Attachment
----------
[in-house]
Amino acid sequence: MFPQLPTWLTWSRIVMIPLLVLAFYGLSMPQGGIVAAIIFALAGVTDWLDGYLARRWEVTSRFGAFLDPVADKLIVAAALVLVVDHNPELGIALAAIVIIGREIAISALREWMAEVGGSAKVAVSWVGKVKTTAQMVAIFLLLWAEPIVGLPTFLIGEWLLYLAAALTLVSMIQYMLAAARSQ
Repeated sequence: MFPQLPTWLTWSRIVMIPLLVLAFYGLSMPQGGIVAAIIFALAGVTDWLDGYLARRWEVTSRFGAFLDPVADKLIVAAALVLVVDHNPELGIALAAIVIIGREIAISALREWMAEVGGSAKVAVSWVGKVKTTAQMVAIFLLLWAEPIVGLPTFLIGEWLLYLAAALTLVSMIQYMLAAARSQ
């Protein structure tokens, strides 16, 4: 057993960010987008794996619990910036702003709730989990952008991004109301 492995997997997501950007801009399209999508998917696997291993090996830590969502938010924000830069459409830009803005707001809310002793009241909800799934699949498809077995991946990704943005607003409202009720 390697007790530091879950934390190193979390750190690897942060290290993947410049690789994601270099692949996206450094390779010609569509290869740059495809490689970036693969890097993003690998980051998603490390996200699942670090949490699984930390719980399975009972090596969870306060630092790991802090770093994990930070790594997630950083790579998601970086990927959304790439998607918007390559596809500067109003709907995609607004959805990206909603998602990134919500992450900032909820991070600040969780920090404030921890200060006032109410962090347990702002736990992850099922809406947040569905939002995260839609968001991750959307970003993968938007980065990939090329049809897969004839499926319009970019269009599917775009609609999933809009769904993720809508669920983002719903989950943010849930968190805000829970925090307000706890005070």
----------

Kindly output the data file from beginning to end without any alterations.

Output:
[in-house]
Amino acid sequence: MFPQLPTWLTWSRIVMIPLLVLAFYGLSMPQGGIVAAIIFALAGVTDWLDGYLARRWEVTSRFGAFLDPVADKLIVAAALVLVVDHNPELGIALAAIVIIGREIAISALREWMAEVGGSAKVAVSWVGKVKTTAQMVAIFLLLWAEPIVGLPTFLIGEWLLYLAAALTLVSMIQYMLAAARSQ
Repeated sequence: MFPQLPTWLTWSRIVMIPLLVLAFYGLSMPQGGIVAAIIFALAGVTDWLDGYLARRWEVTSRFGAFLDPVADKLIVAAALVLVVDHNPELGIALAAIVIIGREIAISALREWMAEVGGSAKVAVSWVGKVKTTAQMVAIFLLLWAEPIVGLPTFLIGEWLLYLAAALTLVSMIQYMLAAARSQ
């Protein structure tokens, strides 16, 4: 057993960010987008794996619990910036702003709730989990952008991004109301 492995997997997501950007801009399209999508998917696997291993090996830590969502938010924000830069459409830009803005707001809310002793009241909800799934699949498809077995991946990704943005607003409202009720 390697007790530091879950934390190193979390750190690897942060290290993947410049690789994601270099692949996206450094390779010609569509290869740059495809490689970036693969890097993003690998980051998603490390996200699942670090949490699984930390719980399975009972090596969870306060630092790991802090770093994990930070790594997630950083790579998601970086990927959304790439998607918007390559596809500067109003709907995609607004959805990206909603998602990134919500992450900032909820991070600040969780920090404030921890200060006032109410962090347990702002736990992850099922809406947040569905939002995260839609968001991750959307970003993968938007980065990939090329049809897969004839499926319009970019269009599917775009609609999933809009769904993720809508669920983002719903989950943010849930968190805000829970925090307000706890005070």